He was acting as an "agent", not making a personal purchase (gift or otherwise).
 

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Junior Butt Warmer
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Perfectly legal NOW.
We already have to "get permission" to legally purchase a certain class of merchandise from a commercial dealer.

Not so legal if "universal no fly background list loophole checks" happens.
The anti's also want us to "get permission" to give someone a gift.

Keep in mind that NOTHING has changed regarding YOUR personal responsibility in gift giving. YOU still bear a responsibility regarding the suitability of the recipient (not a prohibited person).
 

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Keep in mind that NOTHING has changed regarding YOUR personal responsibility in gift giving. YOU still bear a responsibility regarding the suitability of the recipient (not a prohibited person).
As a side note... The anti's do not trust your "judgement" when it comes to relying on you to fulfill this responsibility. This is why they want you to "get permission" to give someone a gift... HOWEVER, the anti's are still perfectly willing to rely on you to COMPLY with the responsibility.

In other words, "Universal No Fly Background List Loophole Checks" only apply to the law abiding. They still haven't figured out how to get the terrorists and career armed robbers to comply.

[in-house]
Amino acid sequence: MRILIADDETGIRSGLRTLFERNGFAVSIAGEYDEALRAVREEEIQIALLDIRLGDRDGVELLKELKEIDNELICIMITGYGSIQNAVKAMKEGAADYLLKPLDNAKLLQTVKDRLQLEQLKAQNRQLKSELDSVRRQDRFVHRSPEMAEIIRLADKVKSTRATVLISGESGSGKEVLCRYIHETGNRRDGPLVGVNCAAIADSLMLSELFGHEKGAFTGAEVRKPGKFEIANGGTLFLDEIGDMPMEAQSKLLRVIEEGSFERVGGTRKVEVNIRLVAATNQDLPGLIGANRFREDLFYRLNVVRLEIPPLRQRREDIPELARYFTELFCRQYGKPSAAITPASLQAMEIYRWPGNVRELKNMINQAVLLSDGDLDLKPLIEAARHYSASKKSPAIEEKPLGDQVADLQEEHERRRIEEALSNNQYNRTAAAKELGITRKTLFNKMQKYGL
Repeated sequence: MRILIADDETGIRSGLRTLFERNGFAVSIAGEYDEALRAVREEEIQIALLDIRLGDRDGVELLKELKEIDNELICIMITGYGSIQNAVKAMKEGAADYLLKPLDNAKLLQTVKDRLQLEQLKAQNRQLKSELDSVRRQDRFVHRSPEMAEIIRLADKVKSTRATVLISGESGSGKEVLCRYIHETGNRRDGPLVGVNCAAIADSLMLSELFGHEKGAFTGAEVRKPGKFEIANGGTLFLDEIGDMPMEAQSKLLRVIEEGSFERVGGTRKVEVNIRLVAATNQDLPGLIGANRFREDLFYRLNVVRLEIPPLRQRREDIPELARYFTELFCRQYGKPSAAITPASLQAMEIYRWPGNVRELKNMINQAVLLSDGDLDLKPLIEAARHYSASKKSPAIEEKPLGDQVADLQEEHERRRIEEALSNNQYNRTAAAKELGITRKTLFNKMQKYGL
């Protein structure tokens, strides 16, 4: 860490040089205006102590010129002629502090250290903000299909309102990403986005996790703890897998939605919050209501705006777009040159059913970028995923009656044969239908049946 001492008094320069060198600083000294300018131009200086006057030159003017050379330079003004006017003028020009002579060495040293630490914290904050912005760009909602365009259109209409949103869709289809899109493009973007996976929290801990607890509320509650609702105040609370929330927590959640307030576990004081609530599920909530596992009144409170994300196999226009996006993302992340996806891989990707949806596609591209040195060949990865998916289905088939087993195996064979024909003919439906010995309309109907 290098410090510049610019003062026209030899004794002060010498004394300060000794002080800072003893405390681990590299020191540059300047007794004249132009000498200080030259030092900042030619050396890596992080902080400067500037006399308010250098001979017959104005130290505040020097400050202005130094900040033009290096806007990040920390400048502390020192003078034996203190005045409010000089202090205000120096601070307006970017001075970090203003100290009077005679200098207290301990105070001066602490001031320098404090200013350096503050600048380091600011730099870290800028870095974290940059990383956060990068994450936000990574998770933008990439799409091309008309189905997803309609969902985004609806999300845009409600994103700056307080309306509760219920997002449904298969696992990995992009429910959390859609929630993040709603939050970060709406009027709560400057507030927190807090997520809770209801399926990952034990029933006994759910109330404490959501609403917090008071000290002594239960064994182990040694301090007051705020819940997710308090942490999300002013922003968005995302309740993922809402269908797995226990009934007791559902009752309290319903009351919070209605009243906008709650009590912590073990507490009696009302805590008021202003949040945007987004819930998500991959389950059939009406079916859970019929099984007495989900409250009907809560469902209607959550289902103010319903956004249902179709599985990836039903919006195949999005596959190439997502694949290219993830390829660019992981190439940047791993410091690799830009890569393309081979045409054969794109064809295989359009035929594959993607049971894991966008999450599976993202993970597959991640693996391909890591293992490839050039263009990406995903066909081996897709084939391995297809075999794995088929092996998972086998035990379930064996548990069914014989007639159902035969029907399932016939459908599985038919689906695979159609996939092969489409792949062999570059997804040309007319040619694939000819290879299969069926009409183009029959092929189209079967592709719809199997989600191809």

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Remember, question 11.a is asking about YOU, the person buying the merchandise. The scope of the question is the purchase transaction itself, not whether you plan to do something with the purchase later. Are YOU buying this merchandise or are there other "silent partners" involved in the transaction?

For a legitimate gift, there is only you. It's the same as walking into any other store somewhere, buying something, and putting it on a closet shelf until Christmastime (for example). It's your property which you legally purchased. YOU bought it. Your "reasons" for the purchase aren't the concern of the store, only the legality of selling the merchandise to YOU.

For a straw purchase, there is not only you. There is someone else involved for whom you are acting as a "front man". You are performing the function of an "agent", which takes the transaction out of the realm of "private purchase".
That is as good an explanation of "straw purchase" vs. "gift" as I've read.
 

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This thread got me thinking... Here's an odd twist (and one applicable to me).

My wife wants to buy me a gun (yay!). But i'm the sole breadwinner in the family and we have separate credit cards and bank accounts. So when her credit card comes due I transfer money from my account to hers and she pays the card. Is this then her buying it with my money and thus a straw purchase or would this be an exception since we're married? Would it depend on the state and their laws on property as it relates to marriages (in NV she had to sign to sell the house even though her name wasn't on the title for example). I know I could just say the gun is hers but anyone who knows us would know who's it really was. Am I just overthinking this at 6:45 in the morning with no coffee?
 

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Wings, if you normally pay for your wife's credit card purchases no matter what they are, even for things she bought without consulting you, this is not a problem.

If you ONLY reimbursed her for the gun, that could be a problem.
If you told her what to buy AND later paid her for it (only it), that would surely be a straw purchase in ATF's eyes.
 

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If you told her what to buy AND later paid her for it (only it), that would surely be a straw purchase in ATF's eyes.
If they ask, tell them the gun was a gift and the money was for sex. That's an entirely different department (the IRS) and they won't bother you anymore.